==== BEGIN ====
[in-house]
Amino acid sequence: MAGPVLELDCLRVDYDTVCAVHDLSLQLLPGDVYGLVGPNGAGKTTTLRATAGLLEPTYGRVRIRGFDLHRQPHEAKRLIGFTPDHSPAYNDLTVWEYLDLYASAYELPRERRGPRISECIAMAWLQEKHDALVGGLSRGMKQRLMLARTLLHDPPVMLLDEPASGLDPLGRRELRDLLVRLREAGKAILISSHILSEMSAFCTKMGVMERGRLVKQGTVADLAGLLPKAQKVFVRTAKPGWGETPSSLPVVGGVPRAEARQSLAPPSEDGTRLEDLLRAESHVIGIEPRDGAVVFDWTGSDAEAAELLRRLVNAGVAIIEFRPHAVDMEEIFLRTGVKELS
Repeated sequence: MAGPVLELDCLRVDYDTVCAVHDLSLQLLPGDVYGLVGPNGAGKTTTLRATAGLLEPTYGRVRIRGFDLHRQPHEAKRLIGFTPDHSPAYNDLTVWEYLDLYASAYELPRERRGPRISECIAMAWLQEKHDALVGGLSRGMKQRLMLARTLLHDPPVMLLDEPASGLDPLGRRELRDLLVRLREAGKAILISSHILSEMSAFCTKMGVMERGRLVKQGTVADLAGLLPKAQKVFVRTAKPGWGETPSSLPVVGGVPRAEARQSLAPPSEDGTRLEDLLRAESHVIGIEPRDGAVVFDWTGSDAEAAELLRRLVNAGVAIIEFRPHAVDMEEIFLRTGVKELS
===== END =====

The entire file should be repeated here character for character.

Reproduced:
[in-house]
Amino acid sequence: MAGPVLELDCLRVDYDTVCAVHDLSLQLLPGDVYGLVGPNGAGKTTTLRATAGLLEPTYGRVRIRGFDLHRQPHEAKRLIGFTPDHSPAYNDLTVWEYLDLYASAYELPRERRGPRISECIAMAWLQEKHDALVGGLSRGMKQRLMLARTLLHDPPVMLLDEPASGLDPLGRRELRDLLVRLREAGKAILISSHILSEMSAFCTKMGVMERGRLVKQGTVADLAGLLPKAQKVFVRTAKPGWGETPSSLPVVGGVPRAEARQSLAPPSEDGTRLEDLLRAESHVIGIEPRDGAVVFDWTGSDAEAAELLRRLVNAGVAIIEFRPHAVDMEEIFLRTGVKELS
Repeated sequence: MAGPVLELDCLRVDYDTVCAVHDLSLQLLPGDVYGLVGPNGAGKTTTLRATAGLLEPTYGRVRIRGFDLHRQPHEAKRLIGFTPDHSPAYNDLTVWEYLDLYASAYELPRERRGPRISECIAMAWLQEKHDALVGGLSRGMKQRLMLARTLLHDPPVMLLDEPASGLDPLGRRELRDLLVRLREAGKAILISSHILSEMSAFCTKMGVMERGRLVKQGTVADLAGLLPKAQKVFVRTAKPGWGETPSSLPVVGGVPRAEARQSLAPPSEDGTRLEDLLRAESHVIGIEPRDGAVVFDWTGSDAEAAELLRRLVNAGVAIIEFRPHAVDMEEIFLRTGVKELS